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Among the circumstances which are peculiarly characteristic of the followers of Jesus Christ, none is more frequently mentioned, or insisted upon more steadily by the apostolic writers, than this--that they “ walk by faith and not by sight.” The various graces whose harmonious union constitutes the perfection to which we aspire, may be possessed by Christians in different degrees according to their advances in holiness. But of the whole body of believers it is uniformly assumed in the New Testament, that in accepting the Redeemer they have renounced the world; that they are dead to present things, and maintain, in their sentiments and actions, an habitual regard to those invisible relations and that higher inheritance to which they are introduced under the Christian economy. “I am crucified with Christ: nevertheless I live; yet not I, but Christ liveth in me: and the life which I now live in the flesh, I live by the faith of the Son of God, who loved me and gave himself for me." Yet it must be acknowledged, to a being such as man,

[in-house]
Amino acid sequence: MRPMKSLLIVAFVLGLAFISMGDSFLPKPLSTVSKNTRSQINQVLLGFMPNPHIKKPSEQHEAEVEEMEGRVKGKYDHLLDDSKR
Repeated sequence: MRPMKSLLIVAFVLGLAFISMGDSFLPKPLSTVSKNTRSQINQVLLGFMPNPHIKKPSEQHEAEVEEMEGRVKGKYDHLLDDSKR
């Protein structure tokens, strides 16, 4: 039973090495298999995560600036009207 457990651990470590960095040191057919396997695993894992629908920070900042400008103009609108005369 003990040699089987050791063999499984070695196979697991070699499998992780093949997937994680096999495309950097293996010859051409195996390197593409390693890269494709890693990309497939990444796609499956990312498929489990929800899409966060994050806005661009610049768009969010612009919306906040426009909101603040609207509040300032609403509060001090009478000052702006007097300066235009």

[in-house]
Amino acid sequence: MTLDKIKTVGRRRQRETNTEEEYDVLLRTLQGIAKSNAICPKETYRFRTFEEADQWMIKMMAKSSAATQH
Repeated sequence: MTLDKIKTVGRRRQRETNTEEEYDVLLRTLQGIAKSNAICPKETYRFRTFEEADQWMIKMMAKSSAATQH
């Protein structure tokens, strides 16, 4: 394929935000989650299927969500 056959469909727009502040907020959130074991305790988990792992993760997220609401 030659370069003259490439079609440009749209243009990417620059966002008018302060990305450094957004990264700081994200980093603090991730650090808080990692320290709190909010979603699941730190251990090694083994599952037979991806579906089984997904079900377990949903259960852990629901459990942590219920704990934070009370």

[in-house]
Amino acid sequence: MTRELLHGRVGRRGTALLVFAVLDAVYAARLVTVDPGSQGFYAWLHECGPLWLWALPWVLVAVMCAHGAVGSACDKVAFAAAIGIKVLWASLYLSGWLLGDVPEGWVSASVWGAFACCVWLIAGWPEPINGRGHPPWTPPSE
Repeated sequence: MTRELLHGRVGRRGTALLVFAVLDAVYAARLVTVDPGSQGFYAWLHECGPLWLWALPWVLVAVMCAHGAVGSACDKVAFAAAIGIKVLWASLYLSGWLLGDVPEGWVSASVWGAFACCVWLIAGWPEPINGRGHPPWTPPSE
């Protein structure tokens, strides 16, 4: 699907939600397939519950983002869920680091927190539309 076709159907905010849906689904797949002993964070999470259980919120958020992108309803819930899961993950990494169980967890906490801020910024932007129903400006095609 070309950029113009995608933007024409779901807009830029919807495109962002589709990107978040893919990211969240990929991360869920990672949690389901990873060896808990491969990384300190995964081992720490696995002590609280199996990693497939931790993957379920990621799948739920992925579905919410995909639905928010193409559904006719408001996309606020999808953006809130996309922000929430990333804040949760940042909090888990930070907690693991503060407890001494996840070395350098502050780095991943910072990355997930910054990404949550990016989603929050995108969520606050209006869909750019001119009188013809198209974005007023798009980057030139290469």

the life of faith is not of easy attainment. We are endowed with senses admirably constructed to perceive and enjoy the objects which surround us; and the pleasures of which we are thus capable are easy and natural, endeared to us by early familiarity, always present, and generally attainable without much painful exertion of our strength or faculties. Invisible things strike but faintly upon